The First-of-the-Year Great Blue Skimmer appeared on the 27th of June, perhaps adding to the confusion of novice oders (oders = dragonfly watchers). There are now 3 species of dragonfly cruising the Wetlands in which the mature males are overall blue in coloration. They differ in size as well as in several less obvious characteristics, but to the beginner it can be a tad confusing to sort them out, especially if they’re not perched next to one another.
While leading a group of Museum Summer Campers around the Explore the Wild/Catch the Wind loop, one of the campers noticed a cryptically colored grasshopper on the path. After a closer look the hopper showed itself to be an Orange-winged Grasshopper (pardalophora phoenicoptera).
A brief burst of the buzzy, high-pitched whine of an Annual Cicada, or Dog-day Cicada, was heard on the 17th of June. On the 27th, several were whining away up in the trees.
Beetles are everywhere, although not always obvious. It often requires stopping and having a close look at some of the flowers or plants on the side of the path. While carefully inspecting a patch of Rudbeckia (Black-eyed Susan), I finally succeeded in getting a shot of a Delta Flower Scarab (Trigonopeltastes delta) which was on the Black-eyed Susans in Catch the Wind (see image here and Delta Flower Scarab, Explore the Wild Journal, June 1-15, 2009).
Japanese Beetles are common. A Ragweed Leaf Beetle (Zygogramma suturalis) was a first for me. It was on Queen Anne’s Lace. Clay-colored Leaf Beetles (Anomoea laticlavia) must have all emerged on the same day – I saw a half dozen or so on June 16th in an area next to the Sailboat Pond in Catch the Wind. A Swamp Milkweed Leaf Beetle (Labidomera clivicollis) was on Butterfly Weed in Catch the Wind. If there’s one of those handsome beetles out there, there’s probably more. I saw four or five beetle larvae under one of the milkweed’s leaves.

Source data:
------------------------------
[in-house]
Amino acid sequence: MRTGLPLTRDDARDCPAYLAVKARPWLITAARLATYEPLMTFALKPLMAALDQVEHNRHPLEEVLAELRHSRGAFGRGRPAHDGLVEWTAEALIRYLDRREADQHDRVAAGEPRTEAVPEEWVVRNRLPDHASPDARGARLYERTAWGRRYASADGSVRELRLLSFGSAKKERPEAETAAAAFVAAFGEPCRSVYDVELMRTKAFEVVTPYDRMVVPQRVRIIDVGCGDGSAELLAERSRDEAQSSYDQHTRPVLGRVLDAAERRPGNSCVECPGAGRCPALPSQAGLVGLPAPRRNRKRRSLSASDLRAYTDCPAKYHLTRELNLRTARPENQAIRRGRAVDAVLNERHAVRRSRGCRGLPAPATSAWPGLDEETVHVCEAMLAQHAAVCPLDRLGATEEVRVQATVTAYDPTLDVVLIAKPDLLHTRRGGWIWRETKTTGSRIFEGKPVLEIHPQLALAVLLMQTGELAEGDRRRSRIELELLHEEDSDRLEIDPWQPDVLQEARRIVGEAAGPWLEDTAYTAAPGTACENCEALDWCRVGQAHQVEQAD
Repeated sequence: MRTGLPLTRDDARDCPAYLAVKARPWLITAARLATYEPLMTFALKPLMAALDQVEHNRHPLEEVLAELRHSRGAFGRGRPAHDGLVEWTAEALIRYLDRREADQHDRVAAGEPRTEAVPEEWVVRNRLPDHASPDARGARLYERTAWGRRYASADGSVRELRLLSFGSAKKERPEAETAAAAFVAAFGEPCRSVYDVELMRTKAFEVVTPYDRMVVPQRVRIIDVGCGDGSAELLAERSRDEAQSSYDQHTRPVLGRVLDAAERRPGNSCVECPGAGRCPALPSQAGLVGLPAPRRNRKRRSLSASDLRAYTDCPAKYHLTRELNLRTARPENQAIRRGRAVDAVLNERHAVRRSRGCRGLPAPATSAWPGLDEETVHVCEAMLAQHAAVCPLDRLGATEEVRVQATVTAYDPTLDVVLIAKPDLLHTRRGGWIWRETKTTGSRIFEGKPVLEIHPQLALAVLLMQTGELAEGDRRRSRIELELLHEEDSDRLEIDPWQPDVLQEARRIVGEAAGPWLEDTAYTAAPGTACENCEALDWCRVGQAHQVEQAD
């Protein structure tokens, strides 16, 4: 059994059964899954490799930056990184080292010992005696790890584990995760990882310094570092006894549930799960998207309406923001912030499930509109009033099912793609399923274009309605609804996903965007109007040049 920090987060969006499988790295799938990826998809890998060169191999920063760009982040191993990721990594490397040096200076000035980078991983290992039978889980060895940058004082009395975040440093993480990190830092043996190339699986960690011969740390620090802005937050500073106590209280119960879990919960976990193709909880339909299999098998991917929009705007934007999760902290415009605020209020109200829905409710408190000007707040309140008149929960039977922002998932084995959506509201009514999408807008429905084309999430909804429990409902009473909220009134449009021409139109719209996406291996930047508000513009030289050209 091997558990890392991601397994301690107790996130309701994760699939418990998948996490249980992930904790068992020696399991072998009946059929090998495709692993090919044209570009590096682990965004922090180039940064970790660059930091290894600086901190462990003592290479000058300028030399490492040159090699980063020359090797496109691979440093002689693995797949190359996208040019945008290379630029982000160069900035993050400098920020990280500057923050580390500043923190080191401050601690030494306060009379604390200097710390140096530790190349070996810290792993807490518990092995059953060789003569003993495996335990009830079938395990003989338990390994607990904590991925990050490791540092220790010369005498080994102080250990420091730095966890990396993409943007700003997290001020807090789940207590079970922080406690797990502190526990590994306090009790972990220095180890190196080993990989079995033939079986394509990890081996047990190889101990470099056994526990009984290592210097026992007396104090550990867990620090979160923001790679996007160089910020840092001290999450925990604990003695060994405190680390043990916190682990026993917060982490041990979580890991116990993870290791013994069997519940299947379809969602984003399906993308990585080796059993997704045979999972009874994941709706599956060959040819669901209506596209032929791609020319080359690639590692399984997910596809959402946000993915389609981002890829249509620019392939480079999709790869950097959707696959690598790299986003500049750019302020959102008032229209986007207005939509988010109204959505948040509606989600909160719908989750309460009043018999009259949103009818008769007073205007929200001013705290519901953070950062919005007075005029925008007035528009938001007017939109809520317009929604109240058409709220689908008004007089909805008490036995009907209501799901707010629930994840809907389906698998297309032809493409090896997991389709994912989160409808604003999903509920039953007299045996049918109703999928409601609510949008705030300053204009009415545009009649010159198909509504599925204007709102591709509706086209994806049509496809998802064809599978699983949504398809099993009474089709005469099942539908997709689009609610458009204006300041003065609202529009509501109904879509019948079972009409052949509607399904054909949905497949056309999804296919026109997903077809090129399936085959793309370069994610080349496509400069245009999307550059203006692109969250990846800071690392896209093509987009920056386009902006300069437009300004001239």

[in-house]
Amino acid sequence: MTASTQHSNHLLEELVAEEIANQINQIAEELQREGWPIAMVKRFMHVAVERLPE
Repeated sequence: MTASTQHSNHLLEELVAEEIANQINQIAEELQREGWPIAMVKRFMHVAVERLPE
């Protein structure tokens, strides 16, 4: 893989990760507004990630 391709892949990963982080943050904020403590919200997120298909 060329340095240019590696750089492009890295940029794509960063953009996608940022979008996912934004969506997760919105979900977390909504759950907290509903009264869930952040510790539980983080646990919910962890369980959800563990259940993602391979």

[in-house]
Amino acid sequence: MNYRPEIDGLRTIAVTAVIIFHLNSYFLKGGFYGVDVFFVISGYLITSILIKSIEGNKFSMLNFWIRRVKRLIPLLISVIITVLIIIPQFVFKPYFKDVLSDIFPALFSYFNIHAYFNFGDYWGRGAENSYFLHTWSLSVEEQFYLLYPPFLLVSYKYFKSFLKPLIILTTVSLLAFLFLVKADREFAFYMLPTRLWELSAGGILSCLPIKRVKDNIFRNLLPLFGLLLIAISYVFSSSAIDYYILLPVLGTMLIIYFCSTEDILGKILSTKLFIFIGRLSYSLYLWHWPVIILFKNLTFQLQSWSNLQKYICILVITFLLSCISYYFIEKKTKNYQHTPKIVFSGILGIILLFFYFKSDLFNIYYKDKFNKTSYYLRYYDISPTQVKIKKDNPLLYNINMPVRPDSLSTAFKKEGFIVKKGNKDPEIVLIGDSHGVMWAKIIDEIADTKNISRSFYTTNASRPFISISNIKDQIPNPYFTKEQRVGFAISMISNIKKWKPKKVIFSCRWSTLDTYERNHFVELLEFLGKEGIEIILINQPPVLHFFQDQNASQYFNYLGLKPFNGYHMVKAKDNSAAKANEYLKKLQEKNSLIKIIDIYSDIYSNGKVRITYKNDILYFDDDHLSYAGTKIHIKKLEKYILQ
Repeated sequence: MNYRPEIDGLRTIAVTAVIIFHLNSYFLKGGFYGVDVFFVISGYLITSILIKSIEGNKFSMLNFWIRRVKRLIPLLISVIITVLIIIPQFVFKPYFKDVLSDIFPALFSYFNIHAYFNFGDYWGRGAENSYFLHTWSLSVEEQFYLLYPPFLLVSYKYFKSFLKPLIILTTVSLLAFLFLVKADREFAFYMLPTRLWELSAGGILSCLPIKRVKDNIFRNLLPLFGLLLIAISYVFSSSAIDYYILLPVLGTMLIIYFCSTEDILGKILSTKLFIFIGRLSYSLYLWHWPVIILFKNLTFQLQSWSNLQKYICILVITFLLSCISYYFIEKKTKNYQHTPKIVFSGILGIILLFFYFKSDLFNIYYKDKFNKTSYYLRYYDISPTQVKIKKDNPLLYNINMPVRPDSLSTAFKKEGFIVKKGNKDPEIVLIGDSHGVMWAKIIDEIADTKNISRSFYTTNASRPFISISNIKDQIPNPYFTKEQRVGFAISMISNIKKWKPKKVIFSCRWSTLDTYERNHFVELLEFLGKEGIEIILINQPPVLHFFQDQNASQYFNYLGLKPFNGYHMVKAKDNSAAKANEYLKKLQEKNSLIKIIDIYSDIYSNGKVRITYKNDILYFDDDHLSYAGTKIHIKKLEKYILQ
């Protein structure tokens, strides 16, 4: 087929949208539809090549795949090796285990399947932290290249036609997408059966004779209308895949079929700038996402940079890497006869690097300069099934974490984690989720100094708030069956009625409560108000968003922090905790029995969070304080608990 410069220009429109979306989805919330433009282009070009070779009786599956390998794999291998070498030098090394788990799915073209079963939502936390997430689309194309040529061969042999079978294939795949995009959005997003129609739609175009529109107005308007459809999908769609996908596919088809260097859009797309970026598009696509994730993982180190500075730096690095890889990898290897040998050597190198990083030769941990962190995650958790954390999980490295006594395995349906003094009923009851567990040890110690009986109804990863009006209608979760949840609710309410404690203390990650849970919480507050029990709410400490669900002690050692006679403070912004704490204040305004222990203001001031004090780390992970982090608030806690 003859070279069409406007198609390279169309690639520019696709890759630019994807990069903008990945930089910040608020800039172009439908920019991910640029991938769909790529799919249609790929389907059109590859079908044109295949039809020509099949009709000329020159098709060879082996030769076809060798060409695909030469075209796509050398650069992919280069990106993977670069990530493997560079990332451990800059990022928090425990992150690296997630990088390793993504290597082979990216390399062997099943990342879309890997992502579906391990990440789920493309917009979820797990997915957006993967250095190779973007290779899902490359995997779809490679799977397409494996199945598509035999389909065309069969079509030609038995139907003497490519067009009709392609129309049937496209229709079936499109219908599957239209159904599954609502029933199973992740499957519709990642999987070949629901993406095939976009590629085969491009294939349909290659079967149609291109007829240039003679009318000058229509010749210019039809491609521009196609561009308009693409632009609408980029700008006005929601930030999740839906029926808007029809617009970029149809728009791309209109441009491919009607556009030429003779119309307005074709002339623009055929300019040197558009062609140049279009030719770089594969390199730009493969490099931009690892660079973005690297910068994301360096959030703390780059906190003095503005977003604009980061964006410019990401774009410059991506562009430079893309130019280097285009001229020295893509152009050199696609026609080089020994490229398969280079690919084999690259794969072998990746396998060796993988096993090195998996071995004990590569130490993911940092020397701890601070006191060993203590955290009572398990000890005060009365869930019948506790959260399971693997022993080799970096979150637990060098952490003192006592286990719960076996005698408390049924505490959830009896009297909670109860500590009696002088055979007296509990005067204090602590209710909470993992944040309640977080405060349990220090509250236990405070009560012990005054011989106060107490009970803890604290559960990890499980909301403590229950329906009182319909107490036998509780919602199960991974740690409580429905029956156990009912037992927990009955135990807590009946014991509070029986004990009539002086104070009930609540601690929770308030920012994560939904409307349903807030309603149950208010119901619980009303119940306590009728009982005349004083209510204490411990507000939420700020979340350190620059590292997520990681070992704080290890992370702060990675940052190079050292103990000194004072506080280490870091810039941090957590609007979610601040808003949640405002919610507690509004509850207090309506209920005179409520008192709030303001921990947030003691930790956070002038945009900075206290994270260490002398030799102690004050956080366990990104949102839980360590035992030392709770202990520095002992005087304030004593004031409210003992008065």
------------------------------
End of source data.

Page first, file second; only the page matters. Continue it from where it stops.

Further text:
A search through the Dogbane near the entrance to the Lemur House always turns up a few beetles, especially the Dogbane Leaf Beetle, or Dogbane Beetle (Chrysochus auratus), a shiny, iridescent green insect that eats the toxic leaves of the plant (the larvae eat the roots).
After previously stating that Eyed Click Beetles (Alaus oculatus) haven’t been seen in any other month except May on the Explore the Wild and Catch the Wind Loop (see Eyed Elater, Explore the Wild Journal, May 1-15, 2009), several more have shown up. In May, one flew into Animal Keeper Larry. This time around one of these large beetles flew into Explore the Wild Ranger Gurlal’s beard as he was making his rounds. If you’ve ever seen one of these large click beetles on the wing, you’d surely agree that their flight appears a bit haphazard. Two of them were seen on the path (on different days at separate locations) after they both had been stepped on.
Noteworthy butterflies this period were Cloudless Sulphur, Red-banded Hairstreak (6/20), Banded Hairstreak, fresh Juniper Hairstreaks (6/20 & 6/24), a fresh Gray Hairstreak on Butterfly Weed (6/21), a Red-spotted Purple (6/27), and, spotted on Butterfly Weed by one of the Museum’s Summer Campers, a Monarch caterpillar. Another sharp-eyed camper spotted a Black Swallowtail caterpillar on Queen Anne’s Lace.
Silver-spotted Skippers are still going strong on the Explore the Wild and Catch the Wind loop and a Dun Skipper was observed on the 17th of June nectaring on the tiny, greenish flowers of Dogbane.
A very small and odd-looking caterpillar showed up on the Black-eyed Susans in Catch the Wind during this period. It took a while before I realized that it was indeed a caterpillar. Research indicates that the specific identity cannot be determined without rearing the caterpillar to adulthood. We’ll never know for sure what the caterpillar was (it’s no longer present), but I did discover that it was the larva of a Geometrid Moth, an Emerald.
Emeralds are small green moths. But what makes this caterpillar interesting is the fact that it camouflages itself with bits and pieces of whatever flower it happens to be dining on. In the image shown here, you can see the caterpillar clinging to the seed head of a Black-eyed Susan (the caterpillar’s prolegs on the left, head to the right). Seeds, bits of the flower’s petals and other indistinct objects adorn the little larva.
Feather-legged Flies (Trichopoda sp.) were common on Queen Anne’s Lace during mid June. There were many of these brightly colored flies frenetically working the flowers in Catch the Wind. Although I was able to get several minutes of video of the flies, I could not get one to stop moving long enough to capture a respectable still image from the video, until I saw a pair mating (image at left). To see why they’re called Feather-legged Flies, go here.
On June 20th, I was lucky to run into Boy Scout Troop 9 of Chapel Hill, NC. The scouts were on a mission at the Museum: they were working on an Insect Study Merit Badge. A fine group of people, these scouts and their associates. We had a great time walking the Explore the Wild/Catch the Wind loop searching for, and trying to identify, the many insects encountered along the way.